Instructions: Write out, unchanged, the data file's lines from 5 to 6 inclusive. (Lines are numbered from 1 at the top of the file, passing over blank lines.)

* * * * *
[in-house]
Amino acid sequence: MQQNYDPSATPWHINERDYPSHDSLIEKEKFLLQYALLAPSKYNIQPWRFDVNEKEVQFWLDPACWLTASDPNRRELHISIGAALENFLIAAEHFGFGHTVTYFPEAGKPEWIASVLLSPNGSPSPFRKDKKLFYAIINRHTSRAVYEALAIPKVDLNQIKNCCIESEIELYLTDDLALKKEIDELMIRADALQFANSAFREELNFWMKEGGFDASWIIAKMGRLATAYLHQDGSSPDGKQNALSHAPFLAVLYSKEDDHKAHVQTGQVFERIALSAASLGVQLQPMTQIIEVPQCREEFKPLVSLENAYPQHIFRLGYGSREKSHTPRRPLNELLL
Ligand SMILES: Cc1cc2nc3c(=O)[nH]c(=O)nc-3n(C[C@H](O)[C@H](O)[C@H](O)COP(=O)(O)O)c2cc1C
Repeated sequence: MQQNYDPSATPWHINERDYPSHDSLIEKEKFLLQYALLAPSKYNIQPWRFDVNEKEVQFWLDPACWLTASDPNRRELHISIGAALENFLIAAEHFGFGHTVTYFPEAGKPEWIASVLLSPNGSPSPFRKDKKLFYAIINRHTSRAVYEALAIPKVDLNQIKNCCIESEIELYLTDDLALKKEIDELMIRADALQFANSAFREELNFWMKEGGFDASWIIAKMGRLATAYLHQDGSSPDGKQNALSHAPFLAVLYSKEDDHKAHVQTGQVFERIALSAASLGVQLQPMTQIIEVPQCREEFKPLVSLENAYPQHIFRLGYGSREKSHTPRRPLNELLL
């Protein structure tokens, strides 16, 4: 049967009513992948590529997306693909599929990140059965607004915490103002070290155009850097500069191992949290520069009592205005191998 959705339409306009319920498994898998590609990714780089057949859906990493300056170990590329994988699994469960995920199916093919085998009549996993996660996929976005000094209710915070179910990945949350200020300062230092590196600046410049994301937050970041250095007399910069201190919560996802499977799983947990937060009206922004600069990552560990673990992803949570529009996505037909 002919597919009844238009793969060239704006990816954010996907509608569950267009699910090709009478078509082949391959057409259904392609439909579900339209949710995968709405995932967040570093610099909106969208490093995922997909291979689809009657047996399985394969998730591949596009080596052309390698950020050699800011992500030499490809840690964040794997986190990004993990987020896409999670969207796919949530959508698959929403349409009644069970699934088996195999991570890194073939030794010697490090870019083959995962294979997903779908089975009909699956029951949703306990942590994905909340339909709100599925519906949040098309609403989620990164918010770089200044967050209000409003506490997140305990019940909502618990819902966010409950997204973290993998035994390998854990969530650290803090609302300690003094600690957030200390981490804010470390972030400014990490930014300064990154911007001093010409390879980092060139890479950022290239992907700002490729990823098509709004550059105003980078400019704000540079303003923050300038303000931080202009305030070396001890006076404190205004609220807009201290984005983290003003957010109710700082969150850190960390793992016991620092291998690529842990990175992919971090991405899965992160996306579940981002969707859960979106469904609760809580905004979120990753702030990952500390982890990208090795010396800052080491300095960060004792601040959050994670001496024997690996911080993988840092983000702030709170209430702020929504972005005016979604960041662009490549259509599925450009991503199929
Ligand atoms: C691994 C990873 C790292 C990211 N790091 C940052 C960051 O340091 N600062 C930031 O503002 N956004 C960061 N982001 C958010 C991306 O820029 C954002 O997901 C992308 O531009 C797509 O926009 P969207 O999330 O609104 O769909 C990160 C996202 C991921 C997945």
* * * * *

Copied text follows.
């Protein structure tokens, strides 16, 4: 049967009513992948590529997306693909599929990140059965607004915490103002070290155009850097500069191992949290520069009592205005191998 959705339409306009319920498994898998590609990714780089057949859906990493300056170990590329994988699994469960995920199916093919085998009549996993996660996929976005000094209710915070179910990945949350200020300062230092590196600046410049994301937050970041250095007399910069201190919560996802499977799983947990937060009206922004600069990552560990673990992803949570529009996505037909 002919597919009844238009793969060239704006990816954010996907509608569950267009699910090709009478078509082949391959057409259904392609439909579900339209949710995968709405995932967040570093610099909106969208490093995922997909291979689809009657047996399985394969998730591949596009080596052309390698950020050699800011992500030499490809840690964040794997986190990004993990987020896409999670969207796919949530959508698959929403349409009644069970699934088996195999991570890194073939030794010697490090870019083959995962294979997903779908089975009909699956029951949703306990942590994905909340339909709100599925519906949040098309609403989620990164918010770089200044967050209000409003506490997140305990019940909502618990819902966010409950997204973290993998035994390998854990969530650290803090609302300690003094600690957030200390981490804010470390972030400014990490930014300064990154911007001093010409390879980092060139890479950022290239992907700002490729990823098509709004550059105003980078400019704000540079303003923050300038303000931080202009305030070396001890006076404190205004609220807009201290984005983290003003957010109710700082969150850190960390793992016991620092291998690529842990990175992919971090991405899965992160996306579940981002969707859960979106469904609760809580905004979120990753702030990952500390982890990208090795010396800052080491300095960060004792601040959050994670001496024997690996911080993988840092983000702030709170209430702020929504972005005016979604960041662009490549259509599925450009991503199929
Ligand atoms: C691994 C990873 C790292 C990211 N790091 C940052 C960051 O340091 N600062 C930031 O503002 N956004 C960061 N982001 C958010 C991306 O820029 C954002 O997901 C992308 O531009 C797509 O926009 P969207 O999330 O609104 O769909 C990160 C996202 C991921 C997945």